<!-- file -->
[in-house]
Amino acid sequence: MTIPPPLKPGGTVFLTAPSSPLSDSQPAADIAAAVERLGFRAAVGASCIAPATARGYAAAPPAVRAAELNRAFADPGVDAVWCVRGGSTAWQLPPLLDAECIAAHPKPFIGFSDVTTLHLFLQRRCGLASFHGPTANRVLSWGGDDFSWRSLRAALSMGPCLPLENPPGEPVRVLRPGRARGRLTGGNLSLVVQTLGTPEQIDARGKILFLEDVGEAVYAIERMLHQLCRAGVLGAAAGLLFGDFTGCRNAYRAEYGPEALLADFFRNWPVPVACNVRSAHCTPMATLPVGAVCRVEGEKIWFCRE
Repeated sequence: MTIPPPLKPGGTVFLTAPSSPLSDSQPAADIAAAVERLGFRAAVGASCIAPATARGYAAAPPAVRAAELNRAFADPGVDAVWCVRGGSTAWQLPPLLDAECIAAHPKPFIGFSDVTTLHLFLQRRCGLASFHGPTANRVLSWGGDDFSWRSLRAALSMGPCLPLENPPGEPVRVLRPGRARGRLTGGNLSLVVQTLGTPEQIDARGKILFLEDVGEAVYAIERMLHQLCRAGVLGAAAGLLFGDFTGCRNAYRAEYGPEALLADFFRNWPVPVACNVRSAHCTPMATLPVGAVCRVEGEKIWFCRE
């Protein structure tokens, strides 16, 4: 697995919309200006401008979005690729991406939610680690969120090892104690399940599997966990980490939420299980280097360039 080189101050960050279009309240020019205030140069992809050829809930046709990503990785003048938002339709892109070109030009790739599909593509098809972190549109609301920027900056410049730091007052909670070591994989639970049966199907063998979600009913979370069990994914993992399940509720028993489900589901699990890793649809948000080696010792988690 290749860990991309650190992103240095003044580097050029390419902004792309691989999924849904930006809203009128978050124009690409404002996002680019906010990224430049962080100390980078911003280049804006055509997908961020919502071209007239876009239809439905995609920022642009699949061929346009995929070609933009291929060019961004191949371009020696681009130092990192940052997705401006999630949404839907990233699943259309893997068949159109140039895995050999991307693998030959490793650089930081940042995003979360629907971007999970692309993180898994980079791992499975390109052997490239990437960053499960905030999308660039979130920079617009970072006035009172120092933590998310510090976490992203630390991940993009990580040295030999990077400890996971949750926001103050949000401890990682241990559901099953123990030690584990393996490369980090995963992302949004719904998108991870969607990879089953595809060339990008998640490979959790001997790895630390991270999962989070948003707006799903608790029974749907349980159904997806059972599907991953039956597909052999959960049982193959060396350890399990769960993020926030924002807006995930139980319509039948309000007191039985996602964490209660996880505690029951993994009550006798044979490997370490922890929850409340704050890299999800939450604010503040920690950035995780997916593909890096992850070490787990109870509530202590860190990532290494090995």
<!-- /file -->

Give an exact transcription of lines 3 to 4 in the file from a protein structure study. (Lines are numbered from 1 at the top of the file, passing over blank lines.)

Repeated sequence: MTIPPPLKPGGTVFLTAPSSPLSDSQPAADIAAAVERLGFRAAVGASCIAPATARGYAAAPPAVRAAELNRAFADPGVDAVWCVRGGSTAWQLPPLLDAECIAAHPKPFIGFSDVTTLHLFLQRRCGLASFHGPTANRVLSWGGDDFSWRSLRAALSMGPCLPLENPPGEPVRVLRPGRARGRLTGGNLSLVVQTLGTPEQIDARGKILFLEDVGEAVYAIERMLHQLCRAGVLGAAAGLLFGDFTGCRNAYRAEYGPEALLADFFRNWPVPVACNVRSAHCTPMATLPVGAVCRVEGEKIWFCRE
């Protein structure tokens, strides 16, 4: 697995919309200006401008979005690729991406939610680690969120090892104690399940599997966990980490939420299980280097360039 080189101050960050279009309240020019205030140069992809050829809930046709990503990785003048938002339709892109070109030009790739599909593509098809972190549109609301920027900056410049730091007052909670070591994989639970049966199907063998979600009913979370069990994914993992399940509720028993489900589901699990890793649809948000080696010792988690 290749860990991309650190992103240095003044580097050029390419902004792309691989999924849904930006809203009128978050124009690409404002996002680019906010990224430049962080100390980078911003280049804006055509997908961020919502071209007239876009239809439905995609920022642009699949061929346009995929070609933009291929060019961004191949371009020696681009130092990192940052997705401006999630949404839907990233699943259309893997068949159109140039895995050999991307693998030959490793650089930081940042995003979360629907971007999970692309993180898994980079791992499975390109052997490239990437960053499960905030999308660039979130920079617009970072006035009172120092933590998310510090976490992203630390991940993009990580040295030999990077400890996971949750926001103050949000401890990682241990559901099953123990030690584990393996490369980090995963992302949004719904998108991870969607990879089953595809060339990008998640490979959790001997790895630390991270999962989070948003707006799903608790029974749907349980159904997806059972599907991953039956597909052999959960049982193959060396350890399990769960993020926030924002807006995930139980319509039948309000007191039985996602964490209660996880505690029951993994009550006798044979490997370490922890929850409340704050890299999800939450604010503040920690950035995780997916593909890096992850070490787990109870509530202590860190990532290494090995």